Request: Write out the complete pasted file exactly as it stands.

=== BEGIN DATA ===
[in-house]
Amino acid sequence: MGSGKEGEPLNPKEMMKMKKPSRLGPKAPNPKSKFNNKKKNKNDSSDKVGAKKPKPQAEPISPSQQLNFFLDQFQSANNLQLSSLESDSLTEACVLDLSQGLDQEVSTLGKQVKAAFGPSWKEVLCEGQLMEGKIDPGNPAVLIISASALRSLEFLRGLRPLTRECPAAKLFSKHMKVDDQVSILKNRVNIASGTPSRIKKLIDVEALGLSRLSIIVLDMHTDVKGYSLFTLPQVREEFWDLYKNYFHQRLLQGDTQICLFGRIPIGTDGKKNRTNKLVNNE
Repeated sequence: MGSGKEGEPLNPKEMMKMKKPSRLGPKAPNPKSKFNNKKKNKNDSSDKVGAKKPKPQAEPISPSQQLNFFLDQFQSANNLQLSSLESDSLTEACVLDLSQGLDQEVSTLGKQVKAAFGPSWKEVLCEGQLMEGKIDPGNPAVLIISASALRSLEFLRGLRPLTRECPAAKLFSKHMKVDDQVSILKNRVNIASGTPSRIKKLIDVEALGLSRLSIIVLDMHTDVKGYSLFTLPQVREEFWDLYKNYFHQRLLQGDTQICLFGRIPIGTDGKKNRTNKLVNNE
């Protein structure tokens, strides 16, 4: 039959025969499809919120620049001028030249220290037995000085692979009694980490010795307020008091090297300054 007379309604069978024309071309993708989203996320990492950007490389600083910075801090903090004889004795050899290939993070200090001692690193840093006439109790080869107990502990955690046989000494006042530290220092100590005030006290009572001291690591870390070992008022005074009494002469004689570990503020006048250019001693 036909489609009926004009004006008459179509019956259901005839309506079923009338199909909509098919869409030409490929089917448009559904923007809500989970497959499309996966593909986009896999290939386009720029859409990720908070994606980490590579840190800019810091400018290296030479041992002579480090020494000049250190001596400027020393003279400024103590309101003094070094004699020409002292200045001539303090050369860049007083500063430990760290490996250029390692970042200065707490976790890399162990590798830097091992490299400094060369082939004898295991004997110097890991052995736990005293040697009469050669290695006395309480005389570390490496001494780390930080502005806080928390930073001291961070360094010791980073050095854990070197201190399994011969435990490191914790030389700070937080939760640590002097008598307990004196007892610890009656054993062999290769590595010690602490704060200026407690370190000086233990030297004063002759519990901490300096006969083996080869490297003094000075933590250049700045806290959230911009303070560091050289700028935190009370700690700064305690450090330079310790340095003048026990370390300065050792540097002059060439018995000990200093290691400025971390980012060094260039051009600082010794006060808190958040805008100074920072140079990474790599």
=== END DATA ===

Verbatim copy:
[in-house]
Amino acid sequence: MGSGKEGEPLNPKEMMKMKKPSRLGPKAPNPKSKFNNKKKNKNDSSDKVGAKKPKPQAEPISPSQQLNFFLDQFQSANNLQLSSLESDSLTEACVLDLSQGLDQEVSTLGKQVKAAFGPSWKEVLCEGQLMEGKIDPGNPAVLIISASALRSLEFLRGLRPLTRECPAAKLFSKHMKVDDQVSILKNRVNIASGTPSRIKKLIDVEALGLSRLSIIVLDMHTDVKGYSLFTLPQVREEFWDLYKNYFHQRLLQGDTQICLFGRIPIGTDGKKNRTNKLVNNE
Repeated sequence: MGSGKEGEPLNPKEMMKMKKPSRLGPKAPNPKSKFNNKKKNKNDSSDKVGAKKPKPQAEPISPSQQLNFFLDQFQSANNLQLSSLESDSLTEACVLDLSQGLDQEVSTLGKQVKAAFGPSWKEVLCEGQLMEGKIDPGNPAVLIISASALRSLEFLRGLRPLTRECPAAKLFSKHMKVDDQVSILKNRVNIASGTPSRIKKLIDVEALGLSRLSIIVLDMHTDVKGYSLFTLPQVREEFWDLYKNYFHQRLLQGDTQICLFGRIPIGTDGKKNRTNKLVNNE
């Protein structure tokens, strides 16, 4: 039959025969499809919120620049001028030249220290037995000085692979009694980490010795307020008091090297300054 007379309604069978024309071309993708989203996320990492950007490389600083910075801090903090004889004795050899290939993070200090001692690193840093006439109790080869107990502990955690046989000494006042530290220092100590005030006290009572001291690591870390070992008022005074009494002469004689570990503020006048250019001693 036909489609009926004009004006008459179509019956259901005839309506079923009338199909909509098919869409030409490929089917448009559904923007809500989970497959499309996966593909986009896999290939386009720029859409990720908070994606980490590579840190800019810091400018290296030479041992002579480090020494000049250190001596400027020393003279400024103590309101003094070094004699020409002292200045001539303090050369860049007083500063430990760290490996250029390692970042200065707490976790890399162990590798830097091992490299400094060369082939004898295991004997110097890991052995736990005293040697009469050669290695006395309480005389570390490496001494780390930080502005806080928390930073001291961070360094010791980073050095854990070197201190399994011969435990490191914790030389700070937080939760640590002097008598307990004196007892610890009656054993062999290769590595010690602490704060200026407690370190000086233990030297004063002759519990901490300096006969083996080869490297003094000075933590250049700045806290959230911009303070560091050289700028935190009370700690700064305690450090330079310790340095003048026990370390300065050792540097002059060439018995000990200093290691400025971390980012060094260039051009600082010794006060808190958040805008100074920072140079990474790599």